Microsoft isn’t the first company to flirt with “Cross-Buy”. Sony does it with some games for the PS4 and Vita, and has been received positively, and Nintendo is starting to venture into that area too. I doubt any of them pull back from the idea, as it is a good way to push multiple devices to the consumer in the marketplace that may not have otherwise looked at things like the Vita. Windows is perhaps the largest gaming platform available, so it makes sense that Microsoft treats it like the Xbox in terms of ecosystem support. Quantum Break’s PC version runs from the Windows store, which is a controversial approach when Steam is so popular, but it allows Microsoft to do some interesting things for those that also own an Xbox One. For one, I can access my cloud save from both games, allowing me to play on one platform and pick up my progress on another. It’s awesome, and I actually used it while traveling for work this week. I simply threw my Xbox One controller in my luggage and fired up my laptop later on to pick up where I left off. (It is probably good to note that the PC Version, unlike the Xbox One Version, has some notable lack of polish right now. Nothing game-breaking, but it may need a patch or two to bring it up to par with the Console version).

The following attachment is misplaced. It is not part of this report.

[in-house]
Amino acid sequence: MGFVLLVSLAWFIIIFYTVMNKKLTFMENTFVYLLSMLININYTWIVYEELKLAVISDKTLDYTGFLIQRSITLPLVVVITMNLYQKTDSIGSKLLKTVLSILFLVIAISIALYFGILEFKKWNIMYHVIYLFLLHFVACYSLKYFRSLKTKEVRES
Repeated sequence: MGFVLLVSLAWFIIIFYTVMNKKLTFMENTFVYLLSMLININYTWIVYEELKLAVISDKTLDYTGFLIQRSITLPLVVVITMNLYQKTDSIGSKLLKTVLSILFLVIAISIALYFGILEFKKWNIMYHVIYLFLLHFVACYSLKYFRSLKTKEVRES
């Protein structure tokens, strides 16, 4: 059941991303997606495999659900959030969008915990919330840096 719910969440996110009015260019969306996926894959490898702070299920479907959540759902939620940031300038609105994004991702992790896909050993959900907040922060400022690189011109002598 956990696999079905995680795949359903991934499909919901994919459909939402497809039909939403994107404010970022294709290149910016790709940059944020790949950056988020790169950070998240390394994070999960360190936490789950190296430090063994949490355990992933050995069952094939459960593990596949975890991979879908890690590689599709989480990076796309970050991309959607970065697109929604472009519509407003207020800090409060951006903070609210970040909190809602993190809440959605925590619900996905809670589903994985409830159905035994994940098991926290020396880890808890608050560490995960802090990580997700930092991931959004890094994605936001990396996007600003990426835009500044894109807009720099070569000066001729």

It remains to be seen if Microsoft will offer cross-buy titles like this for every one of their first party efforts, but I doubt most people will buy a game twice, let alone from the Windows store if Steam is still an option. Of course, it is up to third-party developers to jump on this bandwagon too. I hope they consider it.
I’d hope that 1) Microsoft continues to let you have a copy on both of their platforms with just one overall purchase and 2) they let you choose which distributor you get PC titles from while still allowing cross-save support. It’s a long shot right now, but with their clear intent to enable cross-platform play, it would appear that Microsoft is a lot more open to consumer choice than ever before, and I only see good things coming from it.
I appreciate it if you’ve read this far down. It’s important to understand the plethora of options available to you, the consumer, especially in the crowded gaming space. Ultimately, we all have to vote with our business, and right now it appears Sony, Microsoft, and Nintendo all have compelling agendas in this regard. If you are on board, you should let them know.